Created by Kerner Optical specifically for The Walt Disney Family Museum, this 12-foot in diameter model is of “The Disneyland of Walt’s Imagination”. This model does not represent the park as it was when it first opened in 1955, nor does it represent the park in present day – this model represents the Disneyland that Walt had always envisioned. Going off from interviews, early sketches/maps, and detailed plans, all attractions in this model never existed at ONE period in time… but have all existed—separately—at some point or another!
The colorful and playful maps shown in the model below reflect Disneyland's evolution throughout the decades. First introduced in 1958, these maps were intended as visitor souvenirs, rather than for navigational purposes. Below are images of maps from 1958, 1962, and 1983, all part of the museum's permanent collection. The illustrative maps offer a bird's eyeview of the Park, and reflect how the different lands have changed over time. Other distinguishing details of the maps include varied color schemes and character appearances.
When President Harry Truman visited Disneyland in 1957, he refused to ride or be photographed near the Dumbo the Flying Elephant attraction because elephants symbolized the Republican Party and Truman was a democrat.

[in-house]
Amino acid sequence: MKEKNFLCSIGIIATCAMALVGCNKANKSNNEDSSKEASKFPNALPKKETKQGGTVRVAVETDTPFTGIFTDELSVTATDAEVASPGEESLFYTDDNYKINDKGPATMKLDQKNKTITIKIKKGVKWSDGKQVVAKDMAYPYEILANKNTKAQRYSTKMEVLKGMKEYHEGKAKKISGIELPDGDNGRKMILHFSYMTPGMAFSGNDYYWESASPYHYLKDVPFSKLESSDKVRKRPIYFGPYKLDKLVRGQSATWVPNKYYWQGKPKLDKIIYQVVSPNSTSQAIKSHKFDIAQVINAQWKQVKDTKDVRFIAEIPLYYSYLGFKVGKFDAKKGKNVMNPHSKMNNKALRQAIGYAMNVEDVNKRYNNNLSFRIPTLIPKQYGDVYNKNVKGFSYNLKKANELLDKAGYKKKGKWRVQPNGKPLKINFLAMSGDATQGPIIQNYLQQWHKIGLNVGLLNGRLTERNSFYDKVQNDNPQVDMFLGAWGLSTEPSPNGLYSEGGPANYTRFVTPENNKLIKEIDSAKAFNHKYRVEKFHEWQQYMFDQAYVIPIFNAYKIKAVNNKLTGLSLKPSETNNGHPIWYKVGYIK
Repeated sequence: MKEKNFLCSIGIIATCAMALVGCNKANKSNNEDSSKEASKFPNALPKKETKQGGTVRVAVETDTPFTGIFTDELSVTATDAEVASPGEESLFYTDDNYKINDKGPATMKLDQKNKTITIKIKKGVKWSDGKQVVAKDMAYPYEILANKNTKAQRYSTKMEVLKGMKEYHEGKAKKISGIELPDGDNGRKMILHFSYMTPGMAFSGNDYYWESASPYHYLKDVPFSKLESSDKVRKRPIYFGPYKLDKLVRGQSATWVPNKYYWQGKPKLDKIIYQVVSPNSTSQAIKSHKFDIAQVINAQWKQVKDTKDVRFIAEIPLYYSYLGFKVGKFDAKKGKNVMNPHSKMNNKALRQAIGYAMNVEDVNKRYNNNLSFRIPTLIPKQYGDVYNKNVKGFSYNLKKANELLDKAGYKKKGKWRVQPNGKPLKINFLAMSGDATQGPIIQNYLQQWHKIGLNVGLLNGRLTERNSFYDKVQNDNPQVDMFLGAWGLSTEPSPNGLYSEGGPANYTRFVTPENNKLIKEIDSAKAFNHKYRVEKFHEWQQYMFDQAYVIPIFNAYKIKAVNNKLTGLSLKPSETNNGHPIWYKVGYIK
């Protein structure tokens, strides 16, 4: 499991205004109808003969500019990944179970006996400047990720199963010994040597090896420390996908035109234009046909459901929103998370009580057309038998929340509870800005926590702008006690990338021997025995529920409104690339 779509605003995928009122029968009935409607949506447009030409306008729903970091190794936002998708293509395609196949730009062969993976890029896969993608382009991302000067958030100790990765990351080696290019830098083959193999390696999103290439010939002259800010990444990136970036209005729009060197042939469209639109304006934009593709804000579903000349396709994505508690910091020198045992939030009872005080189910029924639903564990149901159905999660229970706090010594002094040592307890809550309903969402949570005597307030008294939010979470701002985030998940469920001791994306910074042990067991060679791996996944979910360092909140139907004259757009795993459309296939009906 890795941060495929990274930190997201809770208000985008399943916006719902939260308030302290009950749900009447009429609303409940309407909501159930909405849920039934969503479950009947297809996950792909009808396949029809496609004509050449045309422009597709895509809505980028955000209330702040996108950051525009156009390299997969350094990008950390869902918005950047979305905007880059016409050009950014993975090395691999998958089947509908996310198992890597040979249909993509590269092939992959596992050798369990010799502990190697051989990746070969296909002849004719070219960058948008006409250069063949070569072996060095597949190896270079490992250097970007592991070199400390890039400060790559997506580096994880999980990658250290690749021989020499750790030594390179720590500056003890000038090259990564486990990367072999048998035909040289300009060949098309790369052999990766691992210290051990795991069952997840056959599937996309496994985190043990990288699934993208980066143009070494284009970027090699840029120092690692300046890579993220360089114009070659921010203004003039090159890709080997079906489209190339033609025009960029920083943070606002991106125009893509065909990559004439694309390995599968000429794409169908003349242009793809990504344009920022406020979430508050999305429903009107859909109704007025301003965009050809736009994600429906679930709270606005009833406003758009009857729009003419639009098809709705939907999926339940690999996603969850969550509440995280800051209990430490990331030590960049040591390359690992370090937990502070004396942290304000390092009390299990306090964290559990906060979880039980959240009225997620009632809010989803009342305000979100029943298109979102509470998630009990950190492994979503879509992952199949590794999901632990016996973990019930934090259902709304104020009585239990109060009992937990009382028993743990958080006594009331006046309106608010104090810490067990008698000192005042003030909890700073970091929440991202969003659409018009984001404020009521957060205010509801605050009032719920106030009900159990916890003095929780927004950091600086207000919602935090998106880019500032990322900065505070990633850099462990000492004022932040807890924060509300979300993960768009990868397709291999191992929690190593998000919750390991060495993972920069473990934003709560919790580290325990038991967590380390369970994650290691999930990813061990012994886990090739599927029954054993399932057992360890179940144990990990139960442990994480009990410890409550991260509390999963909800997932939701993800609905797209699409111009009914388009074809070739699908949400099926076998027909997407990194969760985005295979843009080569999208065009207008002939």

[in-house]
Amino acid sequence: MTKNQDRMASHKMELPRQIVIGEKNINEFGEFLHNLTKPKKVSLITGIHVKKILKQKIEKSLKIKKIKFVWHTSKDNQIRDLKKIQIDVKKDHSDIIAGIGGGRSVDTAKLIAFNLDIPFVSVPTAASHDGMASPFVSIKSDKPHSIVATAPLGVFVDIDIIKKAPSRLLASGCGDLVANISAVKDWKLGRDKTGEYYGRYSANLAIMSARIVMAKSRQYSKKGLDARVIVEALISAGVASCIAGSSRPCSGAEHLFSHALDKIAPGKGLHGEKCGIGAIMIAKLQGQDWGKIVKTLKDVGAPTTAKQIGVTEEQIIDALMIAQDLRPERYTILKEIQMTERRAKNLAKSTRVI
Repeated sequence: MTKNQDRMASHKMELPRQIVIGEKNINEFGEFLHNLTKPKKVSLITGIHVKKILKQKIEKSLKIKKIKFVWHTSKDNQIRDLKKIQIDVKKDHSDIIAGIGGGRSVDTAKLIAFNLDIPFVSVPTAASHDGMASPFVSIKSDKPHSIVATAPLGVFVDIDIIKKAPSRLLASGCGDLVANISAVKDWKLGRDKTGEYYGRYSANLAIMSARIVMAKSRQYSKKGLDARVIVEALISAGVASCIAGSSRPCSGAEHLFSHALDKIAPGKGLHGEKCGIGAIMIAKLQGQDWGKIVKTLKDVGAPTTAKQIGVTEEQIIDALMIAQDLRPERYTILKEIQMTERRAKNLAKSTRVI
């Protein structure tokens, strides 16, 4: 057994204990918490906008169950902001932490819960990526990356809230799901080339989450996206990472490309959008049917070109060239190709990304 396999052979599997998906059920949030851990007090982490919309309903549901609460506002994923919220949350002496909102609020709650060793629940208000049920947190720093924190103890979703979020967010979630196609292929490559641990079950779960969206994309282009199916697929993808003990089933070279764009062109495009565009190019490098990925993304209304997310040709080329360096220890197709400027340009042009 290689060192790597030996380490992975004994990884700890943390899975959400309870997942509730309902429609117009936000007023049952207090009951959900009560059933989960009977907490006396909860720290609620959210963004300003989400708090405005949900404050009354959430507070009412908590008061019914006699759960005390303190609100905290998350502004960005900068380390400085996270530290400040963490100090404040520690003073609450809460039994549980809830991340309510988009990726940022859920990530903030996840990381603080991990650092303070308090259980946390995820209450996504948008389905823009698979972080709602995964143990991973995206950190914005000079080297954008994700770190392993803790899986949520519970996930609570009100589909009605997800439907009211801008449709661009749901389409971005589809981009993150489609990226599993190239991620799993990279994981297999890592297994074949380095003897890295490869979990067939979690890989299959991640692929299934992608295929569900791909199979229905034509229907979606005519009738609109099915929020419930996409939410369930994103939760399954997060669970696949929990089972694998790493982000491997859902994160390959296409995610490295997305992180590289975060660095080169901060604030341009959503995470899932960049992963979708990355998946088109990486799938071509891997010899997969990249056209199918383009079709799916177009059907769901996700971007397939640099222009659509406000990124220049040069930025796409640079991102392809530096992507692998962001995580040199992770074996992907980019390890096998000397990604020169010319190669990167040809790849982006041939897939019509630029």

Walt's presentation of Great Moments with Mr. Lincoln was among the first uses of a human Audio-Animatronics ® figure.
Walt Disney originally wanted live animals for the Jungle Cruise, but was dissuaded when zoologists told him that the animals would be asleep or hidden much of the time.
Pirates of the Caribbean was originally supposed to be a walk-through attraction featuring wax pirate figures in staged settings, but was later redesigned.
The 1958 map does not show the Matterhorn, which opened in 1959. At the time of its opening, the Matterhorn was the tallest manmade structure in Orange County, at 147-feet tall.
Souvenir maps created between 1958 and 1964 are based on the original souvenir map design created by Disney artist and Imagineer Sam McKim. McKim used model sheets to create all of the characters seen in the border.
The 1983 map features a renovated Fantasyland, which was remodeled in 1983 and reflects the 1979 opening of Big Thunder Mountain Railroad. The Disneyland Hotel is absent from versions of the map produced between 1978 and 1989.